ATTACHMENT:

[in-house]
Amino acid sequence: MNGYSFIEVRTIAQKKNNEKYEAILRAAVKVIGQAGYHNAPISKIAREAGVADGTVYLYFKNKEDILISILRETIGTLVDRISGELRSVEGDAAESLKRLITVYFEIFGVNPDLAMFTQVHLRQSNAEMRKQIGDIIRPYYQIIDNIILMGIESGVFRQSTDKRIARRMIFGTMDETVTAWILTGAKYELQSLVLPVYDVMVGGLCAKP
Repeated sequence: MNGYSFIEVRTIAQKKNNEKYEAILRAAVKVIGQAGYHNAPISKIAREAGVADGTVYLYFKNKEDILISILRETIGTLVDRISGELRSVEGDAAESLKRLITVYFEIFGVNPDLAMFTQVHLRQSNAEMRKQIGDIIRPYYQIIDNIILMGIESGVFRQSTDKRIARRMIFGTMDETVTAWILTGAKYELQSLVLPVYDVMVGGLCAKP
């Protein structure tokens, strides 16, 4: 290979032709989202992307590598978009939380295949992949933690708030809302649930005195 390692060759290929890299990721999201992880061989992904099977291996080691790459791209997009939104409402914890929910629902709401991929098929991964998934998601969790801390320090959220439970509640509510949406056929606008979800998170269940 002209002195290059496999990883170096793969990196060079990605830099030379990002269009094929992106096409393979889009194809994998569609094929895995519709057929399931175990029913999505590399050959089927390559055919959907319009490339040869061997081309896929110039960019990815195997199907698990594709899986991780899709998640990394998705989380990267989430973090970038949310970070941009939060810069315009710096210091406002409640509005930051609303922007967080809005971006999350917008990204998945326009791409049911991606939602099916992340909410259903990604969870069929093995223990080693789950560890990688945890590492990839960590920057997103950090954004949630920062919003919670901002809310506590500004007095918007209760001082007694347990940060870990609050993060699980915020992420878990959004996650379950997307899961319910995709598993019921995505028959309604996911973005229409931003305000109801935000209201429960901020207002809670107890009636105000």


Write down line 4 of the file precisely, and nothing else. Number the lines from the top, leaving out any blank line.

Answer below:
């Protein structure tokens, strides 16, 4: 290979032709989202992307590598978009939380295949992949933690708030809302649930005195 390692060759290929890299990721999201992880061989992904099977291996080691790459791209997009939104409402914890929910629902709401991929098929991964998934998601969790801390320090959220439970509640509510949406056929606008979800998170269940 002209002195290059496999990883170096793969990196060079990605830099030379990002269009094929992106096409393979889009194809994998569609094929895995519709057929399931175990029913999505590399050959089927390559055919959907319009490339040869061997081309896929110039960019990815195997199907698990594709899986991780899709998640990394998705989380990267989430973090970038949310970070941009939060810069315009710096210091406002409640509005930051609303922007967080809005971006999350917008990204998945326009791409049911991606939602099916992340909410259903990604969870069929093995223990080693789950560890990688945890590492990839960590920057997103950090954004949630920062919003919670901002809310506590500004007095918007209760001082007694347990940060870990609050993060699980915020992420878990959004996650379950997307899961319910995709598993019921995505028959309604996911973005229409931003305000109801935000209201429960901020207002809670107890009636105000």